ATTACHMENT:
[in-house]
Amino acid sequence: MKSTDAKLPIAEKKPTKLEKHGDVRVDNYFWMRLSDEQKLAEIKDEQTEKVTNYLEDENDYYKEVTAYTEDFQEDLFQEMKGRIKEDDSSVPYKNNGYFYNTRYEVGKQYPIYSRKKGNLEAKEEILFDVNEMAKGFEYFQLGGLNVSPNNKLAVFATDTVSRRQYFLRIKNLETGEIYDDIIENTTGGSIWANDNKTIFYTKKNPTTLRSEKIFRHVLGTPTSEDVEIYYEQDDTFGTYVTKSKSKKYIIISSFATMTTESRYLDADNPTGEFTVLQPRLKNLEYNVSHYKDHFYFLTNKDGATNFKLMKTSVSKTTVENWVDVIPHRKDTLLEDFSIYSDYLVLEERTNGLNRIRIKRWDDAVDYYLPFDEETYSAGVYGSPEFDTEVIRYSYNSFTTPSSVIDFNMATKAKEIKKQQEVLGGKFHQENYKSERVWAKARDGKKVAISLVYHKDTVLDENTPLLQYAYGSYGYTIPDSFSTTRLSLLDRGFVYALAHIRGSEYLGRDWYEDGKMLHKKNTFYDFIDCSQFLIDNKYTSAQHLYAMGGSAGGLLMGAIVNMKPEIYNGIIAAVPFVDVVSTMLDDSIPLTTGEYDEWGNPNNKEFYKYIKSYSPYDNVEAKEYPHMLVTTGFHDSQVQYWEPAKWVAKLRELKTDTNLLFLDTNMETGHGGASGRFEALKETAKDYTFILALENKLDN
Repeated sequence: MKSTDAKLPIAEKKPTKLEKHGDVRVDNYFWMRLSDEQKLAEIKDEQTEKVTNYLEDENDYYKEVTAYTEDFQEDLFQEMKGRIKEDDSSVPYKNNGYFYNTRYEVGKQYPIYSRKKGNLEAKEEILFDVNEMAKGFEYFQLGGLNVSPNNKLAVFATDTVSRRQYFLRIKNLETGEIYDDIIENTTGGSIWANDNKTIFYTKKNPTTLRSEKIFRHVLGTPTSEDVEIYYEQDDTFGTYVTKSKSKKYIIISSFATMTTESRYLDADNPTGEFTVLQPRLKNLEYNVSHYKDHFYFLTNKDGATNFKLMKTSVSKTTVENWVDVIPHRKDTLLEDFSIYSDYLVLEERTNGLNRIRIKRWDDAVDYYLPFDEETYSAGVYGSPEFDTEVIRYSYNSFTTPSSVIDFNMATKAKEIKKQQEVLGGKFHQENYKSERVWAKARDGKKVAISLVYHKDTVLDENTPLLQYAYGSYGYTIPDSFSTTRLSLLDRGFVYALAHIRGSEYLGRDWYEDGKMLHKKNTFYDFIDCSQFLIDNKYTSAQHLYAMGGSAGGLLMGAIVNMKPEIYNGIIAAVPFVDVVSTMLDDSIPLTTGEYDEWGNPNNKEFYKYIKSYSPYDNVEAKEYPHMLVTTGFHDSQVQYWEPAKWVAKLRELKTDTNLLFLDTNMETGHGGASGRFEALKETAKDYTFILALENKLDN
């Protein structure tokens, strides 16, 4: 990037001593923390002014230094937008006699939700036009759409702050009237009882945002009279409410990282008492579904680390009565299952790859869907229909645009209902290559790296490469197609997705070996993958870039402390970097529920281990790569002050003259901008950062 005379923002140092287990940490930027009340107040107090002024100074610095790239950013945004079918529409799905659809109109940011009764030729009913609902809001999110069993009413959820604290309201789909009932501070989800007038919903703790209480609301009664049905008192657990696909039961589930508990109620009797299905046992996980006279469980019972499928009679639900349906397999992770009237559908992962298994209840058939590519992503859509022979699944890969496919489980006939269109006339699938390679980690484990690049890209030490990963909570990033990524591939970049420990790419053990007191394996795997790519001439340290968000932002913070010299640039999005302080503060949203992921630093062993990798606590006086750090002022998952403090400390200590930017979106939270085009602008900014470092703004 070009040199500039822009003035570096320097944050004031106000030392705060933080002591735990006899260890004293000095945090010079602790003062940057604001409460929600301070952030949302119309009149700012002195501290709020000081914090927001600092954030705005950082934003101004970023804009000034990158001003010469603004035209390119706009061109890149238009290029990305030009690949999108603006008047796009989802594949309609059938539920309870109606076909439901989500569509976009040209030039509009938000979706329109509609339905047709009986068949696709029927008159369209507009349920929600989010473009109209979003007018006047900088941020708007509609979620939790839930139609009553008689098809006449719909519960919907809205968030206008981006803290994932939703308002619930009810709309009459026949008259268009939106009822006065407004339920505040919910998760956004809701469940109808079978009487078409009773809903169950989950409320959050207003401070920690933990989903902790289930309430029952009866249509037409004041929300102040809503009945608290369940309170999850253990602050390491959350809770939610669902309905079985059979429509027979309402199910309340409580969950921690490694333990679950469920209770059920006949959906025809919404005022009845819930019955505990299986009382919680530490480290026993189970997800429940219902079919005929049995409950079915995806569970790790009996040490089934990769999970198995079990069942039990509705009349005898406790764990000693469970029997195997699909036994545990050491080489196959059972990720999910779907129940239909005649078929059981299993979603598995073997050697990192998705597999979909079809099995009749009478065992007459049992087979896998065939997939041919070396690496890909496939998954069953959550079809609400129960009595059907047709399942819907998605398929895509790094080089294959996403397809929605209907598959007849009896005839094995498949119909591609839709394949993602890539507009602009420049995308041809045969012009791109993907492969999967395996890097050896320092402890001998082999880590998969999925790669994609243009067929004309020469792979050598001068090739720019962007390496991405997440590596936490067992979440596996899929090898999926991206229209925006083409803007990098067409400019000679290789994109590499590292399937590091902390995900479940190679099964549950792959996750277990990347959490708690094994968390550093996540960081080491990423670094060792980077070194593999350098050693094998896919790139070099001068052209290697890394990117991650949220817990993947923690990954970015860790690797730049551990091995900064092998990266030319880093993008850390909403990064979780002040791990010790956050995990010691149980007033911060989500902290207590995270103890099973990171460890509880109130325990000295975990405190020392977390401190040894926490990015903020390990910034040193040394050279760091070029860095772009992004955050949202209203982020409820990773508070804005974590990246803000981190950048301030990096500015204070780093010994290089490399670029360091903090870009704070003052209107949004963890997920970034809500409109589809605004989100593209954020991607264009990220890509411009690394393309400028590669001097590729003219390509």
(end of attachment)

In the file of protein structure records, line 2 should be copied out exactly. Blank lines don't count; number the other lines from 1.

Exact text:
Amino acid sequence: MKSTDAKLPIAEKKPTKLEKHGDVRVDNYFWMRLSDEQKLAEIKDEQTEKVTNYLEDENDYYKEVTAYTEDFQEDLFQEMKGRIKEDDSSVPYKNNGYFYNTRYEVGKQYPIYSRKKGNLEAKEEILFDVNEMAKGFEYFQLGGLNVSPNNKLAVFATDTVSRRQYFLRIKNLETGEIYDDIIENTTGGSIWANDNKTIFYTKKNPTTLRSEKIFRHVLGTPTSEDVEIYYEQDDTFGTYVTKSKSKKYIIISSFATMTTESRYLDADNPTGEFTVLQPRLKNLEYNVSHYKDHFYFLTNKDGATNFKLMKTSVSKTTVENWVDVIPHRKDTLLEDFSIYSDYLVLEERTNGLNRIRIKRWDDAVDYYLPFDEETYSAGVYGSPEFDTEVIRYSYNSFTTPSSVIDFNMATKAKEIKKQQEVLGGKFHQENYKSERVWAKARDGKKVAISLVYHKDTVLDENTPLLQYAYGSYGYTIPDSFSTTRLSLLDRGFVYALAHIRGSEYLGRDWYEDGKMLHKKNTFYDFIDCSQFLIDNKYTSAQHLYAMGGSAGGLLMGAIVNMKPEIYNGIIAAVPFVDVVSTMLDDSIPLTTGEYDEWGNPNNKEFYKYIKSYSPYDNVEAKEYPHMLVTTGFHDSQVQYWEPAKWVAKLRELKTDTNLLFLDTNMETGHGGASGRFEALKETAKDYTFILALENKLDN